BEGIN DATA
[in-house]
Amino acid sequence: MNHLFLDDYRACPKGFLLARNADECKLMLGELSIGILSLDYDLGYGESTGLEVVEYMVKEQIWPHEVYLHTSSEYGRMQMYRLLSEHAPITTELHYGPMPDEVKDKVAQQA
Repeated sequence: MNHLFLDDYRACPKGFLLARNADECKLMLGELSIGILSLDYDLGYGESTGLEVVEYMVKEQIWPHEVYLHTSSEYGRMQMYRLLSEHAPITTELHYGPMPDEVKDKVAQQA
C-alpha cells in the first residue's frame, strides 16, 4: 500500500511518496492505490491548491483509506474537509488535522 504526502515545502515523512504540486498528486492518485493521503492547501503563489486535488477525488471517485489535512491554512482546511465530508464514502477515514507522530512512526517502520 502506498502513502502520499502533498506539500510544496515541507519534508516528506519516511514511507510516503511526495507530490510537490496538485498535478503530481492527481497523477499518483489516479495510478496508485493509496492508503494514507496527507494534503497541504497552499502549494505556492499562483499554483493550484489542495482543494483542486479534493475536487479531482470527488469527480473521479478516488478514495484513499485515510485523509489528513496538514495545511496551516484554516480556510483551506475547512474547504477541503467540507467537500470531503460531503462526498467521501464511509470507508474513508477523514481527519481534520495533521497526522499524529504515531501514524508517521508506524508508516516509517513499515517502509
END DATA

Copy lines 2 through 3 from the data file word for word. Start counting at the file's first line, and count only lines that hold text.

Amino acid sequence: MNHLFLDDYRACPKGFLLARNADECKLMLGELSIGILSLDYDLGYGESTGLEVVEYMVKEQIWPHEVYLHTSSEYGRMQMYRLLSEHAPITTELHYGPMPDEVKDKVAQQA
Repeated sequence: MNHLFLDDYRACPKGFLLARNADECKLMLGELSIGILSLDYDLGYGESTGLEVVEYMVKEQIWPHEVYLHTSSEYGRMQMYRLLSEHAPITTELHYGPMPDEVKDKVAQQA